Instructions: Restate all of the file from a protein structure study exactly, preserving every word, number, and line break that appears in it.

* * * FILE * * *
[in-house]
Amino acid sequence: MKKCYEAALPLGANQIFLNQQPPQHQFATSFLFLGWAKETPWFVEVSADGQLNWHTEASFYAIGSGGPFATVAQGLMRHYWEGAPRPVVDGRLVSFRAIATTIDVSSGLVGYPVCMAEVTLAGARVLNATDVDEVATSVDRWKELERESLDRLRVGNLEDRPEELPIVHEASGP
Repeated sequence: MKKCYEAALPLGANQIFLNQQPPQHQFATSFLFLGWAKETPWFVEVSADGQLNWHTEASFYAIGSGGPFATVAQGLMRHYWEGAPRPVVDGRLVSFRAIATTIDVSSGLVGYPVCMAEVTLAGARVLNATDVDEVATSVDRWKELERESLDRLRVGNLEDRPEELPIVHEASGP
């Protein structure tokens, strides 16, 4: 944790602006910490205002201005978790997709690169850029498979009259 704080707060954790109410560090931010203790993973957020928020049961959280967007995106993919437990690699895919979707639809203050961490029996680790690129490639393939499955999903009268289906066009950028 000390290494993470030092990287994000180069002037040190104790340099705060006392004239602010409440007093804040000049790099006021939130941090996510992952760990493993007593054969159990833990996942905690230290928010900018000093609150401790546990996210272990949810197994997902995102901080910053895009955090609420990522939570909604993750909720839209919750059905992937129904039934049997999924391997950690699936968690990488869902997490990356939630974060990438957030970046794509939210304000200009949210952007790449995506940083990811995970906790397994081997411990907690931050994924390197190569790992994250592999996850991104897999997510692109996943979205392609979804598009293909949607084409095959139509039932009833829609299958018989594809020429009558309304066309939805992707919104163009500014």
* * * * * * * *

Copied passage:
[in-house]
Amino acid sequence: MKKCYEAALPLGANQIFLNQQPPQHQFATSFLFLGWAKETPWFVEVSADGQLNWHTEASFYAIGSGGPFATVAQGLMRHYWEGAPRPVVDGRLVSFRAIATTIDVSSGLVGYPVCMAEVTLAGARVLNATDVDEVATSVDRWKELERESLDRLRVGNLEDRPEELPIVHEASGP
Repeated sequence: MKKCYEAALPLGANQIFLNQQPPQHQFATSFLFLGWAKETPWFVEVSADGQLNWHTEASFYAIGSGGPFATVAQGLMRHYWEGAPRPVVDGRLVSFRAIATTIDVSSGLVGYPVCMAEVTLAGARVLNATDVDEVATSVDRWKELERESLDRLRVGNLEDRPEELPIVHEASGP
């Protein structure tokens, strides 16, 4: 944790602006910490205002201005978790997709690169850029498979009259 704080707060954790109410560090931010203790993973957020928020049961959280967007995106993919437990690699895919979707639809203050961490029996680790690129490639393939499955999903009268289906066009950028 000390290494993470030092990287994000180069002037040190104790340099705060006392004239602010409440007093804040000049790099006021939130941090996510992952760990493993007593054969159990833990996942905690230290928010900018000093609150401790546990996210272990949810197994997902995102901080910053895009955090609420990522939570909604993750909720839209919750059905992937129904039934049997999924391997950690699936968690990488869902997490990356939630974060990438957030970046794509939210304000200009949210952007790449995506940083990811995970906790397994081997411990907690931050994924390197190569790992994250592999996850991104897999997510692109996943979205392609979804598009293909949607084409095959139509039932009833829609299958018989594809020429009558309304066309939805992707919104163009500014």